When your home needs updating or renovating, you probably know exactly which issue or room bothers you most, but it can be harder to choose or visualize the elements of your perfect completed result. Given that, and that many renovations occur one or two rooms at a time, beautifully designed individual rooms can connect into a discordant and uncomfortable overall result.

If you don’t have the resources to renovate your whole home at once, what steps can you take to avoid a piecemeal result? There are a handful of planning strategies you can use while renovating your home overtime to get the big picture cohesive results you want.

How Do You Use Your Home?

While it has a simple enough answer on the surface, this question is worth some reflection. How do you use your home today? What are the ways you want to use it but the design limits you? Consider the future as well, what probable life changes will occur in your life and in your home over the next 10 years?

Consider issues like:

  • Ages of children
  • Retirement of yourself or parents
  • Whether you host friends regularly
  • Space for your favorite hobby

Sometimes our ideas of our dream home and our dream life aren’t actually compatible because we haven’t considered them in tandem. For instance, does your vision of a dream home include a beautiful pool, but your dream life doesn’t include the upkeep? Take the time to really imagine and consider what you want today, and what you hope for the next 10 years. It’s a fun exercise, and it can make the difference in your renovated home being truly perfect for you.

Whether you plan on having your first child over the next decade or are looking ahead to an empty nest can make a big difference in which direction you plan your renovation. Which room will become the nursery, and how well does it transition into a 10-year-old’s room or a room for siblings to share? How will you use the kid’s rooms once they’ve moved out? Will one become a guest room and one become the room for your hobby? Regardless of your choice, it’s important to plan for those transitions when investing in renovations.

Design Ahead

Professional interior designers consider how the look of each room flows together for the end result. This doesn’t mean each room has to be designed the same, it has more to do with making sure that they don’t clash and that there are no jarring transitions between rooms. It’s a subtle but important feature of good design. When renovating your own home, it’s an important consideration to keep in mind.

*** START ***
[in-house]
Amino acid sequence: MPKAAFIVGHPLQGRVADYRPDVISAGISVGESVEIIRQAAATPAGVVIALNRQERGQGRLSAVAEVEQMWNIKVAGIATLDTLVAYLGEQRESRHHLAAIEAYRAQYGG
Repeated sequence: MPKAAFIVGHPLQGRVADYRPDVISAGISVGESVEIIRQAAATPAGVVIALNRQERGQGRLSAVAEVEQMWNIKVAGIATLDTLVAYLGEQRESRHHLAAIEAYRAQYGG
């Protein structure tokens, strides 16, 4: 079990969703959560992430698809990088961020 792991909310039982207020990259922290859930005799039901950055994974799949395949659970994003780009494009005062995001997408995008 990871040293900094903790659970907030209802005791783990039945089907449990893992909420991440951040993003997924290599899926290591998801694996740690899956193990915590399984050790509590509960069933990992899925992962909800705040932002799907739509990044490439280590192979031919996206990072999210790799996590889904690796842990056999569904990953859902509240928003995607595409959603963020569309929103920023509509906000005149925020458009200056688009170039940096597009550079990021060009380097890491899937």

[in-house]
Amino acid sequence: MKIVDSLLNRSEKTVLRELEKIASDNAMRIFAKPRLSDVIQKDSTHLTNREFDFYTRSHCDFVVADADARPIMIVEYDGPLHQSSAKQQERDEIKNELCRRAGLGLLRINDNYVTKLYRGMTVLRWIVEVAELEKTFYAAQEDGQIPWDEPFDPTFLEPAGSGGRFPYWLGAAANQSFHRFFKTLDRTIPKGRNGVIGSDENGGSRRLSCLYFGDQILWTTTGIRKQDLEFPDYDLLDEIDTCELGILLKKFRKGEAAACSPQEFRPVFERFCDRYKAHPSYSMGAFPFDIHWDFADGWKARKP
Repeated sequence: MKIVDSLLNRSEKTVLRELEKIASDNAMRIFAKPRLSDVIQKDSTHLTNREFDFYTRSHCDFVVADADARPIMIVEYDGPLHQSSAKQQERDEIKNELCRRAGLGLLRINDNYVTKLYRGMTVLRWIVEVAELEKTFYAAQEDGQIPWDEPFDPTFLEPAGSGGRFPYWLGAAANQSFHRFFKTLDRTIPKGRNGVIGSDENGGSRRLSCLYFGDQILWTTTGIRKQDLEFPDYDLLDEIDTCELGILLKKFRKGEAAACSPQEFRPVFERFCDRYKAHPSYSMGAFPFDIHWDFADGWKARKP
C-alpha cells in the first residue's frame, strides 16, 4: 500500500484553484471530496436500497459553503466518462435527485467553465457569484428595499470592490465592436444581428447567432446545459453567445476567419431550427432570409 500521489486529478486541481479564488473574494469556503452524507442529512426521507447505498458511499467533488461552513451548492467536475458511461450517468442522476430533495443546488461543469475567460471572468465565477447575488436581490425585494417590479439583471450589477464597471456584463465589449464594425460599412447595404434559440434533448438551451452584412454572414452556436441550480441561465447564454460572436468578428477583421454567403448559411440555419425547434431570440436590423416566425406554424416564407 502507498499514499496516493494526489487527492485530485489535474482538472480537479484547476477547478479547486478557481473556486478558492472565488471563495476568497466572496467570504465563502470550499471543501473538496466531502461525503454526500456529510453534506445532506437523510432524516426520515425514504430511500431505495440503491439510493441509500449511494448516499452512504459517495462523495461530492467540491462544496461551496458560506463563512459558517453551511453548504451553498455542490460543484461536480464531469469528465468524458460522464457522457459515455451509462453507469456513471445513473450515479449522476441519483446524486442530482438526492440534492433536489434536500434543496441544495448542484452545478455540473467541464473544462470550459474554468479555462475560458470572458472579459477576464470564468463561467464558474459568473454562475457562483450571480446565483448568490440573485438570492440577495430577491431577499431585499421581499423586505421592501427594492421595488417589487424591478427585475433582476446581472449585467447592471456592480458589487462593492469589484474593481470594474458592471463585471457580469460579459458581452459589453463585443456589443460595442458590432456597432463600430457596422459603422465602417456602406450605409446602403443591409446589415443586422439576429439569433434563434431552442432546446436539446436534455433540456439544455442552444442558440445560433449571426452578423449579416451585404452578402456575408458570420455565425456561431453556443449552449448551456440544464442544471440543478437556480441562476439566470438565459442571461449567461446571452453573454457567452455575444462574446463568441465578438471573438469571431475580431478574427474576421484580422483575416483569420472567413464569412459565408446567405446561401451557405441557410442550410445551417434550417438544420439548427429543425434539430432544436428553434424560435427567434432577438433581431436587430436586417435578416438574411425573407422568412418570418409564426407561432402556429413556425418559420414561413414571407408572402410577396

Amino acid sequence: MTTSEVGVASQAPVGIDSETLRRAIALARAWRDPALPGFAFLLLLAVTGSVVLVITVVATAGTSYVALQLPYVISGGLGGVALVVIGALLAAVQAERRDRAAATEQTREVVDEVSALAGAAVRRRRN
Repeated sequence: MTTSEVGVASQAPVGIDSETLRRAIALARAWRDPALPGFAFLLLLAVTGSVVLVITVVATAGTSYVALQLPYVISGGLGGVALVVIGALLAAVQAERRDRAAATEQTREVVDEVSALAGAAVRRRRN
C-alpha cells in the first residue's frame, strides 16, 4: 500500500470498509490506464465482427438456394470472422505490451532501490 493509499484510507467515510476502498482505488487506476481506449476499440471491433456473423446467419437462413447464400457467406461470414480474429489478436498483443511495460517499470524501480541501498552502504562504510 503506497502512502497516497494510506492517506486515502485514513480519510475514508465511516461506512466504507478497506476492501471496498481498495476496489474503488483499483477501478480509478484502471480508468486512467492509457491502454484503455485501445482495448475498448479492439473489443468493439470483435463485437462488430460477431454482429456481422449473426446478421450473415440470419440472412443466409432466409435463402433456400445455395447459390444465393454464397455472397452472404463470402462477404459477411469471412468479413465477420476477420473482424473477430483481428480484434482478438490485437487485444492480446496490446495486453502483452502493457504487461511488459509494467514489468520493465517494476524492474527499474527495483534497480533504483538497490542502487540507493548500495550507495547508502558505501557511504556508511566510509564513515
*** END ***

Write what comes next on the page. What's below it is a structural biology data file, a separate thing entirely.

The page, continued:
If you’re only renovating the bathroom, it can be easy to go for a strong bold look that fits your mood, but will you like the same bold look once you’re able to renovate the hallway or bedroom it connects to? Make sure your design choices reflect your desire for the whole house, not just the prettiest feature in the catalog.

As you choose design elements consider which items can be easily and cheaply switched out and which can’t. Rebuilding the bathtub should only need to happen once, but hanging a different mirror, repainting the walls, or changing the light fixture are things you can easily change sooner if you find the design didn’t hold its appeal for you.

Hire a Professional

There’s no substitute for hiring someone who keeps in touch with classic looks and current trends, who’s seen the best and worst of design, who has years of experience in planning a house to be a perfect home for the homeowners. Hiring an interior designer to plan out current and future renovation plans is a great way to plan ahead.

Many general contractors offer design-build packages that can be more economical than hiring a designer separately. Their design experience and expertise will be focused on more long term design features like tile, flooring, cabinets, and coun. Discuss with your contractor how much design input they offer, and see if you’re happy with their offer or if you’ll want to hire another designer.

Either way, a professional should be able to design whichever room you’re currently renovating while discussing and planning ahead for future renovations. They can also help you create flexible mood boards for future renovations. They know the right questions to help you get to the bottom of which design elements are really the most important to you long-term.

Cohesive Doesn’t Mean Boring

The importance of cohesion is that your investment in your home should result in an interesting, creative, unique design, in a style that works for you and your family. A home that looks the same in every room is not better than a disjointed and unplanned house. Your home should reflect you and your family, be a joy for you to live in, and serviceable for you to use. Renovating is a big emotional and financial investment, considering cohesiveness before you start will help you reap a wonderful return on both investments.